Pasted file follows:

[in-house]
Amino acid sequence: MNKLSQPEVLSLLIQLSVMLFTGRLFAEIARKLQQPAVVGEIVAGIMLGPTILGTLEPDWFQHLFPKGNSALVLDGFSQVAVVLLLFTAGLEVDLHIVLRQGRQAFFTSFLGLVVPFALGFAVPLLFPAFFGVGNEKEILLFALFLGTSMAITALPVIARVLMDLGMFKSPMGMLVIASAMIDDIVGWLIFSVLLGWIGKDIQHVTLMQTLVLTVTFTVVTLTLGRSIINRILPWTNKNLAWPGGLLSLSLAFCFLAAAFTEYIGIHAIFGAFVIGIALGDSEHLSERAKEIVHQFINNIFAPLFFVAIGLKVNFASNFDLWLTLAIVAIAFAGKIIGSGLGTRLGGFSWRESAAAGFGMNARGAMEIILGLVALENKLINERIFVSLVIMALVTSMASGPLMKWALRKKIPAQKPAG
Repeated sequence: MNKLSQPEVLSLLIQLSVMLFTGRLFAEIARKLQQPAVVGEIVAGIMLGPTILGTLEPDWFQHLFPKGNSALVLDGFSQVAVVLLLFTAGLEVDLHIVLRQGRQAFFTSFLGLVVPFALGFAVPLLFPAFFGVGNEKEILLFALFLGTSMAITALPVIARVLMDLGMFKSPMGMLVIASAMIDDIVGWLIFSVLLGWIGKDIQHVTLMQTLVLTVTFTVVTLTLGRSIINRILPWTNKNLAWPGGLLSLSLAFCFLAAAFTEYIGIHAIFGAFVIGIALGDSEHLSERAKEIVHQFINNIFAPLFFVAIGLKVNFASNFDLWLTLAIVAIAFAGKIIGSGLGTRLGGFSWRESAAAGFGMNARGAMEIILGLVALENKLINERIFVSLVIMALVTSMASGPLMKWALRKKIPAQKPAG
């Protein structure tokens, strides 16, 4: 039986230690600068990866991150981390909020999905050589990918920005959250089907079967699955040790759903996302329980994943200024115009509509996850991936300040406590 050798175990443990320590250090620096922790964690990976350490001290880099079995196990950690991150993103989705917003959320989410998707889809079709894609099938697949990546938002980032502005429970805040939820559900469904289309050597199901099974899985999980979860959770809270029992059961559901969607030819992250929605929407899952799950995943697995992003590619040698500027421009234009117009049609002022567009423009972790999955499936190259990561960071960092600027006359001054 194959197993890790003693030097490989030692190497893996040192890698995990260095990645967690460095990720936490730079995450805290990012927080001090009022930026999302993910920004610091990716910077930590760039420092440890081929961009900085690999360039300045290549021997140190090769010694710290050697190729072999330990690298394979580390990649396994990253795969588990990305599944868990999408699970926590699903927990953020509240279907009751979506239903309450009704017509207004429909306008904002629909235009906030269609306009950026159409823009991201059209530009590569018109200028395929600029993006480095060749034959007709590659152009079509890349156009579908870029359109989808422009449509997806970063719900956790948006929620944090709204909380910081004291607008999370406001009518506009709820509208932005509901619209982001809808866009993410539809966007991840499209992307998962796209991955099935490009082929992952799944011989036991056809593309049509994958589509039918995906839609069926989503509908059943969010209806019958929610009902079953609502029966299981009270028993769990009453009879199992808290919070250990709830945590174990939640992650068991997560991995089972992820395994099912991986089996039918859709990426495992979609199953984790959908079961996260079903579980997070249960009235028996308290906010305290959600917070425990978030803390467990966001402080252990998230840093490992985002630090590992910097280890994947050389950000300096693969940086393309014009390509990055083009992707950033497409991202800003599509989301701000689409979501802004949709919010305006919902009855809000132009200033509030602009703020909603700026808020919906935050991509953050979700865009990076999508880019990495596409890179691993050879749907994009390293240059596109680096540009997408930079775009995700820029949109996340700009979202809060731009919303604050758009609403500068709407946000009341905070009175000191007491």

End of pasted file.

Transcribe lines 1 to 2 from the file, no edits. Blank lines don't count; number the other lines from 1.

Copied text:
[in-house]
Amino acid sequence: MNKLSQPEVLSLLIQLSVMLFTGRLFAEIARKLQQPAVVGEIVAGIMLGPTILGTLEPDWFQHLFPKGNSALVLDGFSQVAVVLLLFTAGLEVDLHIVLRQGRQAFFTSFLGLVVPFALGFAVPLLFPAFFGVGNEKEILLFALFLGTSMAITALPVIARVLMDLGMFKSPMGMLVIASAMIDDIVGWLIFSVLLGWIGKDIQHVTLMQTLVLTVTFTVVTLTLGRSIINRILPWTNKNLAWPGGLLSLSLAFCFLAAAFTEYIGIHAIFGAFVIGIALGDSEHLSERAKEIVHQFINNIFAPLFFVAIGLKVNFASNFDLWLTLAIVAIAFAGKIIGSGLGTRLGGFSWRESAAAGFGMNARGAMEIILGLVALENKLINERIFVSLVIMALVTSMASGPLMKWALRKKIPAQKPAG